My grandmother had a garden. Often times I prompt myself to remember how it looked in the years of its prime; rows of delicate roses, sweet peas popping up from the soft earth, and even a pear tree bowing over the small church built in the back. I remember how selfishly reluctant I was to sit down on her lap next to my grandfather in the midst of the roses so that a picture could be taken, but I was convinced it was the same for my grandma since I rarely ever saw a true smile bursting through a photo that belonged to her.
Years went by, she had a stroke; all measures taken to secure her life yet she vanished like a glimmer into the twilight.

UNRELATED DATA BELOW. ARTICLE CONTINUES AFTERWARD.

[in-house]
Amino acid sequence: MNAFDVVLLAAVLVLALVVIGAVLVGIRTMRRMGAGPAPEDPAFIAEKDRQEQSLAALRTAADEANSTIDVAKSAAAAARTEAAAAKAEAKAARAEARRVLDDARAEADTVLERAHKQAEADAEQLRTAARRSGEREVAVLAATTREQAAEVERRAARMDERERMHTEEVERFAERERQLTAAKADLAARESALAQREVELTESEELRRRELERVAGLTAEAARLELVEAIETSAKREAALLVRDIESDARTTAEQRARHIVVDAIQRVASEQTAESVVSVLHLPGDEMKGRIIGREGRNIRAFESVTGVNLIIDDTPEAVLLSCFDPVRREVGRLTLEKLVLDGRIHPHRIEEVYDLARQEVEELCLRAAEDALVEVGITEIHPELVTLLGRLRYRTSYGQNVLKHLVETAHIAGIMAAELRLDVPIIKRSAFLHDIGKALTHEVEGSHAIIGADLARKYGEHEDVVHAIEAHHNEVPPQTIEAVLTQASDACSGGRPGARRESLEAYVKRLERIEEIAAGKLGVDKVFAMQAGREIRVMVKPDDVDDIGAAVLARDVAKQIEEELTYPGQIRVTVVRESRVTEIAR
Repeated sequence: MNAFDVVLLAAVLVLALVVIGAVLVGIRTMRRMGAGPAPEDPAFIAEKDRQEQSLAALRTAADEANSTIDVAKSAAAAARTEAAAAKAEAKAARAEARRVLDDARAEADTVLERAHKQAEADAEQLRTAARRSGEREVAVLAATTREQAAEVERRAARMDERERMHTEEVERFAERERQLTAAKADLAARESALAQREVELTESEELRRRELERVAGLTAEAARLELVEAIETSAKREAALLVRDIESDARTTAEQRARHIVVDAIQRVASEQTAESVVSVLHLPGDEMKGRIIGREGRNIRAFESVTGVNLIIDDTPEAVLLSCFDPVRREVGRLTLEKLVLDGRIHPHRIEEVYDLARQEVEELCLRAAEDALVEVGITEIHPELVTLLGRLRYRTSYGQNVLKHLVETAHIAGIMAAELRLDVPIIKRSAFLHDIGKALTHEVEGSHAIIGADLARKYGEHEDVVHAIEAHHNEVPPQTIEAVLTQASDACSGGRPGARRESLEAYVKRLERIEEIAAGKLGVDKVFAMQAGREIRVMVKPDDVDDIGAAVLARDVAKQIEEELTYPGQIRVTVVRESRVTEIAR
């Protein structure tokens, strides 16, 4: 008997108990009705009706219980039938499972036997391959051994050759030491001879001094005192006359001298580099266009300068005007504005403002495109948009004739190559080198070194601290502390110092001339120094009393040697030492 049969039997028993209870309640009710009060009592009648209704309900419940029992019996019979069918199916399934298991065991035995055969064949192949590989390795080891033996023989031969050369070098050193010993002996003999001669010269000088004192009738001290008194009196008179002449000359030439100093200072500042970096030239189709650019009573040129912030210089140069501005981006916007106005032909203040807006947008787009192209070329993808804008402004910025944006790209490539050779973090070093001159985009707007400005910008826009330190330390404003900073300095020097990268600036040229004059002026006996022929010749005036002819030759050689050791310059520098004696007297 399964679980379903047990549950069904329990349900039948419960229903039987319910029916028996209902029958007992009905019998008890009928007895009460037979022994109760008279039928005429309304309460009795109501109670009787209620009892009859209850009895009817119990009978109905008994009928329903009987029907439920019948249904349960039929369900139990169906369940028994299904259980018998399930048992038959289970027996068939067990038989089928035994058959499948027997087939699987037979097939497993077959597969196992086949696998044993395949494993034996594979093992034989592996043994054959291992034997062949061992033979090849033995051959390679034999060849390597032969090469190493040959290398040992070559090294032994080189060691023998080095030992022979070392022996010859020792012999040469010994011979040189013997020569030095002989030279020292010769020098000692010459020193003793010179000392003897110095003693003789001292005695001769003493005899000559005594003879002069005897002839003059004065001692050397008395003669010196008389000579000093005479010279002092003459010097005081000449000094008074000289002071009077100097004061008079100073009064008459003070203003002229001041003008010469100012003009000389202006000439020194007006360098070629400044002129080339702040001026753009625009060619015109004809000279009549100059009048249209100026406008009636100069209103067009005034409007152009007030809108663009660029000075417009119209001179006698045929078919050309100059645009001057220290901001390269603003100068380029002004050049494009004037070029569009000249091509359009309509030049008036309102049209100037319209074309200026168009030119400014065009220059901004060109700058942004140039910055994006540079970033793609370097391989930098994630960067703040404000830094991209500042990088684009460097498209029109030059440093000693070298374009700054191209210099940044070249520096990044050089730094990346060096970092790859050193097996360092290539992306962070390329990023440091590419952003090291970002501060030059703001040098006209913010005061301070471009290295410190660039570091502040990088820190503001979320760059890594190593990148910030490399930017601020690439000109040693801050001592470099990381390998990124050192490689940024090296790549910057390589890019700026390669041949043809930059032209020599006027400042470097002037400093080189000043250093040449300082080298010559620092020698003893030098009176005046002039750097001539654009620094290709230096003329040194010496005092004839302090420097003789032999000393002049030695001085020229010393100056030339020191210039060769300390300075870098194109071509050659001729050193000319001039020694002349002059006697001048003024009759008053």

As I walked through her garden the memories eagerly rushed from the depths of my mind, as if my body and soul just couldn’t wait to relive what once was. I slowly ventured out back where there stood her cherry tree in all its youthful pride taking no shame in presenting the blood ruby jewels, knowing I would collect them as my prize. Swinging up into its branches, I gathered as many as I could physically eat and carry in a plastic bag. The taste was of love and victory, because even though she was gone to take care of the beloved place she called home, here was everything left for us to reminisce and enjoy forevermore.